Street.' When Swift came to London in September 1710, on his three years' visit chronicled in the ' Journal to Stella,' the first of his many recorded dinners was with Dr. Cockburn. The latter is often mentioned in the 'Journal,' once as ' honest Dr. Cockburn,' and another time as having ' generally such a parcel of Scots with him.' Although Swift was more in the company of Drs. Freind, Arbuthnot, and Garth, than of Cockburn, it was the latter whom he chose as his medical adviser. He was in large practice, some of it brought to him by the secret remedy for fluxes, and some of it doubtless by his other writings (in which the treatment was also vaguely given at first), I on the ' Lues venerea,' and on the ' Symptoms, Nature, and Cure of a Gonorrhoea.' The latter was well thought of, went through four editions, and was translated abroad. In the same class of writings was his 'Account of the Nature and Cure of Looseness,' 2nd ed. 1710. In 1699 he contributed a paper on the ' Operation of a Blister ' to the ' Philosophical Transactions of the Royal Society,' of which he became fellow. His other writings were pamphlets connected more or less directly with his secret remedy. One of these, 'The Present Uncertainty in the Knowledge of Medicines,' 1703, was a letter to the physicians in the commission for sick and wounded seamen, in which he remonstrates with them for their dogmatic narrowness of view. Another on ' The Danger of Improving Physick,' 1730, is a well-written rejoinder to the ' cabal ' of academical physicians, who opposed him on account of his secret remedy, and particularly to Dr. Freind, who had turned against him in his ' History of Physick ' (1725) after being on good terms with him for twenty years. 'The most learned physicians,' he says, 'are always most subject to obloquy, on account of their superior knowledge and discoveries.'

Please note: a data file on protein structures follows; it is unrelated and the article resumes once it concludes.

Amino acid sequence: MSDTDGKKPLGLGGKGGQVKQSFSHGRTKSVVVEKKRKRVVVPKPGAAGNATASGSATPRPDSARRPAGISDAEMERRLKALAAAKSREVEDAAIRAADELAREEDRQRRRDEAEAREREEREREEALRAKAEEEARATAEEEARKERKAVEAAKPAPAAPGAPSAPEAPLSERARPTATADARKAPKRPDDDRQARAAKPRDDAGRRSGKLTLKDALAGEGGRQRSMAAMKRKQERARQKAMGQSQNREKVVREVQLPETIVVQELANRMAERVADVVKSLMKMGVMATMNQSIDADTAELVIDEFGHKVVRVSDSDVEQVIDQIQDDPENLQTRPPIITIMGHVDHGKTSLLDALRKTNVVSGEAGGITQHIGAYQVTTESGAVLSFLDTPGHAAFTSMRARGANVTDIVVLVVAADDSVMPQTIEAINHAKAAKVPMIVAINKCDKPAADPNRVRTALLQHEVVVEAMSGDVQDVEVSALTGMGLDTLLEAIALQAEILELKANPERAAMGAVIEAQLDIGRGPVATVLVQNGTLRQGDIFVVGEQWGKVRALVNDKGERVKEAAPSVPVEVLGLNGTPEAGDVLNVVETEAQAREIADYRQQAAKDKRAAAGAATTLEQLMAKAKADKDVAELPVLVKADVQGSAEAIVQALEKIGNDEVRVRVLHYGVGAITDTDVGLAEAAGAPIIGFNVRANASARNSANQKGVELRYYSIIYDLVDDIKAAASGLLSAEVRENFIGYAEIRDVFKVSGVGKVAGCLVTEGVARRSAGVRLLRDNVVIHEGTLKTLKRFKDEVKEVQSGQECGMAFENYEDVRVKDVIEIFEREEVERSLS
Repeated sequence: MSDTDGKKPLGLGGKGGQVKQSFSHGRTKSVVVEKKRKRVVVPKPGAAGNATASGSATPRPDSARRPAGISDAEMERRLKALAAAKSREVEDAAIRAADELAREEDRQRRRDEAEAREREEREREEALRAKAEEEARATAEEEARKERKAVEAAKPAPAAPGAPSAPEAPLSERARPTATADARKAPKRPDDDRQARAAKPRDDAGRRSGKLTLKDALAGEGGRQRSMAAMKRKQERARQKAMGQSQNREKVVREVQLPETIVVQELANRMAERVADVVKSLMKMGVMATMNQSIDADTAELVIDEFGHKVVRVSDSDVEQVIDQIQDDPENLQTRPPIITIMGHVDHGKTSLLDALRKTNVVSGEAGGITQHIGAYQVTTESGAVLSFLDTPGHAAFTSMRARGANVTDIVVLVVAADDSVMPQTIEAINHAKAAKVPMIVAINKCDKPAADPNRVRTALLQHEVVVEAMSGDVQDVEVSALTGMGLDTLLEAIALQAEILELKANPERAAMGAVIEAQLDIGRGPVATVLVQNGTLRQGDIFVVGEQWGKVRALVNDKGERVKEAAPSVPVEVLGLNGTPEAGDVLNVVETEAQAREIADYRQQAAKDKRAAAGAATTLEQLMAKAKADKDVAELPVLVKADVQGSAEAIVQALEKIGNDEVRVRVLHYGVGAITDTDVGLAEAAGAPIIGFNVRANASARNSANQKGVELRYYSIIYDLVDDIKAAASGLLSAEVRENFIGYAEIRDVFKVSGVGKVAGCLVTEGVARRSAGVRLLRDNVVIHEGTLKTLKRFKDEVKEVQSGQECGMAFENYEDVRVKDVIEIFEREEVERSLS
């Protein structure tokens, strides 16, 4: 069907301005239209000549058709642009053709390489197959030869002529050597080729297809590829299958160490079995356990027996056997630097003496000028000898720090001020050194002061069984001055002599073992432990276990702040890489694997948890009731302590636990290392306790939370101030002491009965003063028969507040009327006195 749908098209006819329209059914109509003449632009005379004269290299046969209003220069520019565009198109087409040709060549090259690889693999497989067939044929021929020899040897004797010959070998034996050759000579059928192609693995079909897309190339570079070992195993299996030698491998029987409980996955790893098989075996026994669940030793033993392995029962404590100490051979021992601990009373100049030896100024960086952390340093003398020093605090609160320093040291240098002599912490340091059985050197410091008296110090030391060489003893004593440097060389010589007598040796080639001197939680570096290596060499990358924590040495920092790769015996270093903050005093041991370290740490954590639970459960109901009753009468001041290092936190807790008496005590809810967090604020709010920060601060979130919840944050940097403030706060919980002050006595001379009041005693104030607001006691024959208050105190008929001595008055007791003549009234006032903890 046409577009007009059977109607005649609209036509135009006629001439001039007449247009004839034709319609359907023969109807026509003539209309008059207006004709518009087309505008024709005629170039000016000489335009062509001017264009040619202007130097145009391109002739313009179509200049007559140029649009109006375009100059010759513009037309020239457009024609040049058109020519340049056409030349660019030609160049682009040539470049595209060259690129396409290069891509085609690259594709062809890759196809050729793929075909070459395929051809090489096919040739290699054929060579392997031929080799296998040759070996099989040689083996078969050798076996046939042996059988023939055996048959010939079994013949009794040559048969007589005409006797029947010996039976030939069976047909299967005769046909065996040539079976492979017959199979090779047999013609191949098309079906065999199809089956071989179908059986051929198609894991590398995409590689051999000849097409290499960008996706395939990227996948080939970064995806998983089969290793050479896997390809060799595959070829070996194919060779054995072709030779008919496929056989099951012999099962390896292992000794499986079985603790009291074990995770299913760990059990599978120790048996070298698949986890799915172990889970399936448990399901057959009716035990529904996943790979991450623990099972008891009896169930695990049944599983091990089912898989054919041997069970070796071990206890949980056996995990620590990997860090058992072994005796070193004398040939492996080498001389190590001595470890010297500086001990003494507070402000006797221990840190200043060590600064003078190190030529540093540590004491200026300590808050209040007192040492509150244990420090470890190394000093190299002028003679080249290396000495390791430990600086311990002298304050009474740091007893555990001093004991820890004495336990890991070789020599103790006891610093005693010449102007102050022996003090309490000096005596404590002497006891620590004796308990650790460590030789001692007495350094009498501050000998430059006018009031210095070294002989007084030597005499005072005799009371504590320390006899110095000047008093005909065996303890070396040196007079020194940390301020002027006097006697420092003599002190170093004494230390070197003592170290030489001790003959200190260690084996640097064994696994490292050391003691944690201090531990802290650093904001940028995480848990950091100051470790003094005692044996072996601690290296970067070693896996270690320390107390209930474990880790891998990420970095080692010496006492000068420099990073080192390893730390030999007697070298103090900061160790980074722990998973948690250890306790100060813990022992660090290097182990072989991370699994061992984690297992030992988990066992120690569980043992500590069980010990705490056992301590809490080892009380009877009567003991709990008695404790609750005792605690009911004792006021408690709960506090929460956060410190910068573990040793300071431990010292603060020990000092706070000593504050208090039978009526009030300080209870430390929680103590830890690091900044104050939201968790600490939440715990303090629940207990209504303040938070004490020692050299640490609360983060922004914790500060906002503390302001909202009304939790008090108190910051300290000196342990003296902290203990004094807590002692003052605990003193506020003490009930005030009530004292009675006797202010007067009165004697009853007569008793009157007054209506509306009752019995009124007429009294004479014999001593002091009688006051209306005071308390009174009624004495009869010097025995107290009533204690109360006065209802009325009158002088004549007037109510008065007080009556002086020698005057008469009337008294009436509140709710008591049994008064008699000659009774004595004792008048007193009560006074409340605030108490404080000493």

Cockburn was twice married : first, in 1698, to Mary de Baudisson, widow, who died on 6 July 1728, aged 64 ; and again on 5 April 1729 to Lady Mary Fielding, eldest daughter of Basil, fourth earl of Denbigh. According to the contemporary gossip, he found the latter, who was his patient, in tears at the prospect of having to leave London owing to her reduced circumstances ; whereupon the doctor said, 'Madam, if fifty thousand pounds and the heart of an old man will console you, they are at your service.' Cockburn is described as ' an old, very rich quack,' and the lady as ' very ugly.' He died ten years after (November 1739), aged 70, and was buried in the middle aisle of Westminster Abbey.
[Munk's Coll. of Phys., 2nd ed. 1878 ; authorities referred to in the text.]